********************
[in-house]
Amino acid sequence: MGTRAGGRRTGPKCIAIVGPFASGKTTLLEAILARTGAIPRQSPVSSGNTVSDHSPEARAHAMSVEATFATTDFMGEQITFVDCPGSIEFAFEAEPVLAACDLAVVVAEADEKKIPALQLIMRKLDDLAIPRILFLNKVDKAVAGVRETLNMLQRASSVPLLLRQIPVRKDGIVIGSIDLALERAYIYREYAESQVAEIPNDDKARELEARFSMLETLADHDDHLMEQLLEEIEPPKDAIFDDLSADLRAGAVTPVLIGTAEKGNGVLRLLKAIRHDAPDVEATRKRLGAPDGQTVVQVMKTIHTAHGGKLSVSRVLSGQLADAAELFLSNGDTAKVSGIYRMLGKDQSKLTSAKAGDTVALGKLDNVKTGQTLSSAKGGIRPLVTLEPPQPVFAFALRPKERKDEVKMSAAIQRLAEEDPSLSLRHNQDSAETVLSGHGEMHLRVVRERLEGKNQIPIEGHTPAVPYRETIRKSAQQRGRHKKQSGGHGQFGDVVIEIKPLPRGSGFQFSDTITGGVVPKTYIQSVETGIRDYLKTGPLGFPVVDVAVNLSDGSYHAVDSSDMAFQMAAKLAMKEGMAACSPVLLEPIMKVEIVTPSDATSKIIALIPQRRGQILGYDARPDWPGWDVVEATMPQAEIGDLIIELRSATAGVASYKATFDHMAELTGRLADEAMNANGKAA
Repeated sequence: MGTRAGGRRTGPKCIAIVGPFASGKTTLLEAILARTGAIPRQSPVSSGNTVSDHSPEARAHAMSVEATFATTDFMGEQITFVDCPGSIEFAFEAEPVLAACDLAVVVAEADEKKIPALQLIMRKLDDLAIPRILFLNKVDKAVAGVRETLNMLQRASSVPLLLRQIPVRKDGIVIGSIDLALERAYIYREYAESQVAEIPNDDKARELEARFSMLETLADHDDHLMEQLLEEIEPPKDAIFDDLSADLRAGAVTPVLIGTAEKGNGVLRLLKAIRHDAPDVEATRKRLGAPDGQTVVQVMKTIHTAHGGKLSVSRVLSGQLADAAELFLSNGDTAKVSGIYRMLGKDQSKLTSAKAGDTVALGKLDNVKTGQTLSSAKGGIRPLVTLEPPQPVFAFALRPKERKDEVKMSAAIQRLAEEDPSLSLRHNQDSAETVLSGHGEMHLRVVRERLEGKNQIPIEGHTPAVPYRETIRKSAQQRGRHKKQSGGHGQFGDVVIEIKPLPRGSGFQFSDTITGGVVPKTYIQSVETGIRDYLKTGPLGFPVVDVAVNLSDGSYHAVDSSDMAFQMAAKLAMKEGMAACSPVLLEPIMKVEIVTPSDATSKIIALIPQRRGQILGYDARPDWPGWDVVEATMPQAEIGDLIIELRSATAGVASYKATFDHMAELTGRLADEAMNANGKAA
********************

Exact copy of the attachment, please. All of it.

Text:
[in-house]
Amino acid sequence: MGTRAGGRRTGPKCIAIVGPFASGKTTLLEAILARTGAIPRQSPVSSGNTVSDHSPEARAHAMSVEATFATTDFMGEQITFVDCPGSIEFAFEAEPVLAACDLAVVVAEADEKKIPALQLIMRKLDDLAIPRILFLNKVDKAVAGVRETLNMLQRASSVPLLLRQIPVRKDGIVIGSIDLALERAYIYREYAESQVAEIPNDDKARELEARFSMLETLADHDDHLMEQLLEEIEPPKDAIFDDLSADLRAGAVTPVLIGTAEKGNGVLRLLKAIRHDAPDVEATRKRLGAPDGQTVVQVMKTIHTAHGGKLSVSRVLSGQLADAAELFLSNGDTAKVSGIYRMLGKDQSKLTSAKAGDTVALGKLDNVKTGQTLSSAKGGIRPLVTLEPPQPVFAFALRPKERKDEVKMSAAIQRLAEEDPSLSLRHNQDSAETVLSGHGEMHLRVVRERLEGKNQIPIEGHTPAVPYRETIRKSAQQRGRHKKQSGGHGQFGDVVIEIKPLPRGSGFQFSDTITGGVVPKTYIQSVETGIRDYLKTGPLGFPVVDVAVNLSDGSYHAVDSSDMAFQMAAKLAMKEGMAACSPVLLEPIMKVEIVTPSDATSKIIALIPQRRGQILGYDARPDWPGWDVVEATMPQAEIGDLIIELRSATAGVASYKATFDHMAELTGRLADEAMNANGKAA
Repeated sequence: MGTRAGGRRTGPKCIAIVGPFASGKTTLLEAILARTGAIPRQSPVSSGNTVSDHSPEARAHAMSVEATFATTDFMGEQITFVDCPGSIEFAFEAEPVLAACDLAVVVAEADEKKIPALQLIMRKLDDLAIPRILFLNKVDKAVAGVRETLNMLQRASSVPLLLRQIPVRKDGIVIGSIDLALERAYIYREYAESQVAEIPNDDKARELEARFSMLETLADHDDHLMEQLLEEIEPPKDAIFDDLSADLRAGAVTPVLIGTAEKGNGVLRLLKAIRHDAPDVEATRKRLGAPDGQTVVQVMKTIHTAHGGKLSVSRVLSGQLADAAELFLSNGDTAKVSGIYRMLGKDQSKLTSAKAGDTVALGKLDNVKTGQTLSSAKGGIRPLVTLEPPQPVFAFALRPKERKDEVKMSAAIQRLAEEDPSLSLRHNQDSAETVLSGHGEMHLRVVRERLEGKNQIPIEGHTPAVPYRETIRKSAQQRGRHKKQSGGHGQFGDVVIEIKPLPRGSGFQFSDTITGGVVPKTYIQSVETGIRDYLKTGPLGFPVVDVAVNLSDGSYHAVDSSDMAFQMAAKLAMKEGMAACSPVLLEPIMKVEIVTPSDATSKIIALIPQRRGQILGYDARPDWPGWDVVEATMPQAEIGDLIIELRSATAGVASYKATFDHMAELTGRLADEAMNANGKAA